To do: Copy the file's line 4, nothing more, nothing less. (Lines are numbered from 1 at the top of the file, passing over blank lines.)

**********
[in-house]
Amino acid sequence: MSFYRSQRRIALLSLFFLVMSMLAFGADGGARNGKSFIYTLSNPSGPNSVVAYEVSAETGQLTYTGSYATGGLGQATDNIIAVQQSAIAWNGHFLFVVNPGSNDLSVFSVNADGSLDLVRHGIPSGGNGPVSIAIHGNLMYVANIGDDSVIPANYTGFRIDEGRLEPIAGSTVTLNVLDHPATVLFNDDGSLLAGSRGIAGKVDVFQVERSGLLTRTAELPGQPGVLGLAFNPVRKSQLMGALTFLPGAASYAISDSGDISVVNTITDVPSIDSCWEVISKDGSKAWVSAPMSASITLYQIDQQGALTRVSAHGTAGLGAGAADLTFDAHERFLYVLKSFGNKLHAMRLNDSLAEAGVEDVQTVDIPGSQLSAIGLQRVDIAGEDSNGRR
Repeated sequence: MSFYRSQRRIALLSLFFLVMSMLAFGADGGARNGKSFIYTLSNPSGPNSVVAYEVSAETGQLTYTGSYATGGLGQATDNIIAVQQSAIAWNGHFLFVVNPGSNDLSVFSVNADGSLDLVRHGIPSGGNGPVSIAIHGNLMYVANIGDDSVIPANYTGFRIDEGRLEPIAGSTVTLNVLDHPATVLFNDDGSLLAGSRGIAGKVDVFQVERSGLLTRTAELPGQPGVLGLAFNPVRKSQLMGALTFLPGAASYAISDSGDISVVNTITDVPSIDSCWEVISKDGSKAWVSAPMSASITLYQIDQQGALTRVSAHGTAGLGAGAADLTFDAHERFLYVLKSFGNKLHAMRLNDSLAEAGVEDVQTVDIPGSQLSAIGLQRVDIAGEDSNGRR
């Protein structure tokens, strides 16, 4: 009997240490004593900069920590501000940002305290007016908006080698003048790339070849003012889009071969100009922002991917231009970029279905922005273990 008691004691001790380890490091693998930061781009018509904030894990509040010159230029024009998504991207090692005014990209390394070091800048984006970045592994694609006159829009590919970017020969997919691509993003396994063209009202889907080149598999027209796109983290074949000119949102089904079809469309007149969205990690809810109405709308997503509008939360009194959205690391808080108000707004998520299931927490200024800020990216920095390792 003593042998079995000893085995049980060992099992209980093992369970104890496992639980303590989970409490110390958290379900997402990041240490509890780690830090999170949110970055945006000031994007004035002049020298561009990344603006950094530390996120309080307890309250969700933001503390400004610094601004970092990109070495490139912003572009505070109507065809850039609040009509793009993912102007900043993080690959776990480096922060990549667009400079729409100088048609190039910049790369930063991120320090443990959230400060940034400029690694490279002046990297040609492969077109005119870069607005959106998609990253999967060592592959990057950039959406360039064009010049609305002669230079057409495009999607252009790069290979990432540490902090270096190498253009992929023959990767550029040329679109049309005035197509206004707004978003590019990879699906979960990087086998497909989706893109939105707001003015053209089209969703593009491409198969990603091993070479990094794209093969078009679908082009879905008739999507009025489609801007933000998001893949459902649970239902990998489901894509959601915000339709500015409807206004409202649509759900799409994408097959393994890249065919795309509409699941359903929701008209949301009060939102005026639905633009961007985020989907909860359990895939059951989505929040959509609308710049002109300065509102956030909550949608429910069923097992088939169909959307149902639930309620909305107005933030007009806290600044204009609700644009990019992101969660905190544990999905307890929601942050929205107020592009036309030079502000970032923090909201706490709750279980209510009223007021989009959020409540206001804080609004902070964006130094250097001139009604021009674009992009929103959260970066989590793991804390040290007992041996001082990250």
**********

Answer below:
């Protein structure tokens, strides 16, 4: 009997240490004593900069920590501000940002305290007016908006080698003048790339070849003012889009071969100009922002991917231009970029279905922005273990 008691004691001790380890490091693998930061781009018509904030894990509040010159230029024009998504991207090692005014990209390394070091800048984006970045592994694609006159829009590919970017020969997919691509993003396994063209009202889907080149598999027209796109983290074949000119949102089904079809469309007149969205990690809810109405709308997503509008939360009194959205690391808080108000707004998520299931927490200024800020990216920095390792 003593042998079995000893085995049980060992099992209980093992369970104890496992639980303590989970409490110390958290379900997402990041240490509890780690830090999170949110970055945006000031994007004035002049020298561009990344603006950094530390996120309080307890309250969700933001503390400004610094601004970092990109070495490139912003572009505070109507065809850039609040009509793009993912102007900043993080690959776990480096922060990549667009400079729409100088048609190039910049790369930063991120320090443990959230400060940034400029690694490279002046990297040609492969077109005119870069607005959106998609990253999967060592592959990057950039959406360039064009010049609305002669230079057409495009999607252009790069290979990432540490902090270096190498253009992929023959990767550029040329679109049309005035197509206004707004978003590019990879699906979960990087086998497909989706893109939105707001003015053209089209969703593009491409198969990603091993070479990094794209093969078009679908082009879905008739999507009025489609801007933000998001893949459902649970239902990998489901894509959601915000339709500015409807206004409202649509759900799409994408097959393994890249065919795309509409699941359903929701008209949301009060939102005026639905633009961007985020989907909860359990895939059951989505929040959509609308710049002109300065509102956030909550949608429910069923097992088939169909959307149902639930309620909305107005933030007009806290600044204009609700644009990019992101969660905190544990999905307890929601942050929205107020592009036309030079502000970032923090909201706490709750279980209510009223007021989009959020409540206001804080609004902070964006130094250097001139009604021009674009992009929103959260970066989590793991804390040290007992041996001082990250």